July 24, 2019 | Erin Bluvas, email@example.com
Recipients of the Presidential Early Career Award for Scientists and Engineers were announced earlier this month. Suzanne Adlof, an associate professor in the Arnold School’s Department of Communication Sciences and Disorders (COMD), was one of two individuals from the state of South Carolina and the only University of South Carolina researcher to be included in the list.
The Presidential Early Career Award for Scientists and Engineers was established in 1996 to acknowledge individual contributions to the advancements of science, technology, engineering and mathematics (STEM) education and community service. The highest honor bestowed by the United States Government to outstanding scientists and engineers who are beginning their independent research careers, this award is given to those who have demonstrated and show exceptional promise for leadership, public education, and community outreach in science and technology.
Adlof’s research, which she conducts in the South Carolina Research on Language and Literacy (SCROLL) Lab, focuses on understanding language and reading impairment. She also works to develop effective interventions to improve literacy outcomes. Adlof’s efforts have resulted in massive data collection from thousands of participants in order to answer questions about the underlying characteristics of language and reading impairment and how to improve long-term academic outcomes.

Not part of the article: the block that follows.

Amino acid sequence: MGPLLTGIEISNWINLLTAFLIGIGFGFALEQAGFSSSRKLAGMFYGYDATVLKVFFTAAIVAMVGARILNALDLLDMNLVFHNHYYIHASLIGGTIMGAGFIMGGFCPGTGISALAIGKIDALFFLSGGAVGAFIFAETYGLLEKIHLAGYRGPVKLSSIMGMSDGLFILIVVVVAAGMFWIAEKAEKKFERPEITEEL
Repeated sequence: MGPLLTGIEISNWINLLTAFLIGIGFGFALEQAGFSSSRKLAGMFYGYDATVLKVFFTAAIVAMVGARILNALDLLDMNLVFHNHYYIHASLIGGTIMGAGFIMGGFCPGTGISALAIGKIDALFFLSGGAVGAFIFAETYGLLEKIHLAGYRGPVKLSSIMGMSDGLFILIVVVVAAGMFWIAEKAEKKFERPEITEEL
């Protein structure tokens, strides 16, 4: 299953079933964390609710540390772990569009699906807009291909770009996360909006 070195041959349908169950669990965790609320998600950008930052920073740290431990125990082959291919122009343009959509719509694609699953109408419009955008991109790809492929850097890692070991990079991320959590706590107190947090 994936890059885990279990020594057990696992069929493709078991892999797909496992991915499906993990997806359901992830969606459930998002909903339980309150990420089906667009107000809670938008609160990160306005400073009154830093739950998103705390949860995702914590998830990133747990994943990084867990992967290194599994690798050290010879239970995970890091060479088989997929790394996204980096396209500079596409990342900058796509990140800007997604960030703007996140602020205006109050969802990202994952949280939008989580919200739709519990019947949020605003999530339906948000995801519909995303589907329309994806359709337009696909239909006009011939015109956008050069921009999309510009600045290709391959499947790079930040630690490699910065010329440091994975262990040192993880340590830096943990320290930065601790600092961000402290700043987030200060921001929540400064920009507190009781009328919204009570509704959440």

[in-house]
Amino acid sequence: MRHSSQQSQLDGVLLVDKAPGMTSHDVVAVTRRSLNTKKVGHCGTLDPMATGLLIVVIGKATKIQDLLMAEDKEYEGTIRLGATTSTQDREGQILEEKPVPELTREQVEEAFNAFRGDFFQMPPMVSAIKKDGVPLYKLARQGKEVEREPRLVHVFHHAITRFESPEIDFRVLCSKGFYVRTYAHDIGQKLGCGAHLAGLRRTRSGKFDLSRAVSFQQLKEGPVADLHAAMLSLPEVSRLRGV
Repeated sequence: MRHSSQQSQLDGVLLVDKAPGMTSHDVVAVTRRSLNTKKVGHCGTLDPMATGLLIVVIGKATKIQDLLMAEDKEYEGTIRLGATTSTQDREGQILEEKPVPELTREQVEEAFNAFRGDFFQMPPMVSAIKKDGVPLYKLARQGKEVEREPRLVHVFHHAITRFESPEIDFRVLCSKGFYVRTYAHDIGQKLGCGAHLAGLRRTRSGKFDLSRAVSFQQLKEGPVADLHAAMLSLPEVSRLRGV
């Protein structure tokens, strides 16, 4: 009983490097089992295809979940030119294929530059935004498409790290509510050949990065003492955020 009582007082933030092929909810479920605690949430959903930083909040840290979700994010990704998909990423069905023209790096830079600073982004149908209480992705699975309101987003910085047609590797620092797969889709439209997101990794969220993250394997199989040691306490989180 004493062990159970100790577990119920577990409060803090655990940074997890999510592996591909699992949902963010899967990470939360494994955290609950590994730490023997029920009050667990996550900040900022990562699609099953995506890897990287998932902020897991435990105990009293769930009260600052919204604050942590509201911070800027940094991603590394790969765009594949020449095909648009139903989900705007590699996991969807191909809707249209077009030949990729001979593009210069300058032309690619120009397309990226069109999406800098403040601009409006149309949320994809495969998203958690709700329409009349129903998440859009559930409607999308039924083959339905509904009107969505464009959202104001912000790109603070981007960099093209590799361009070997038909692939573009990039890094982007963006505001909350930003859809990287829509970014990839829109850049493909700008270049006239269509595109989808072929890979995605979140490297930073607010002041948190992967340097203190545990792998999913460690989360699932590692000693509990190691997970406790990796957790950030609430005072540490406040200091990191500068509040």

Since joining the Arnold School’s COMD department in 2011, Adlof has garnered over $5.7 million in external research funds as a Principal Investigator (three grants from the National Institutes of Health, one from the U.S. Department of Education, and four privately funded awards). Her work has included projects to learn more about children with developmental language disorder and dyslexia and the development of an online tutor to accelerate vocabulary acquisition.
Adlof earned bachelor’s (University of Central Arkansas) and master’s (University of Kansas) degrees in speech-language pathology followed by a Ph.D. (University of Kansas) in speech-language-hearing sciences and disorders. She then completed a two-year postdoctoral fellowship with the Learning Research and Development Center at the University of Pittsburgh.
She has received the American Speech-Language-Hearing Association’s Early Career Contributions in Research Award and the Rebecca L. Sandak Young Investigator Award from the Society for the Scientific Study of Reading. This year, Adlof was named a Breakthrough Star by the USC Office of the Vice President for Research.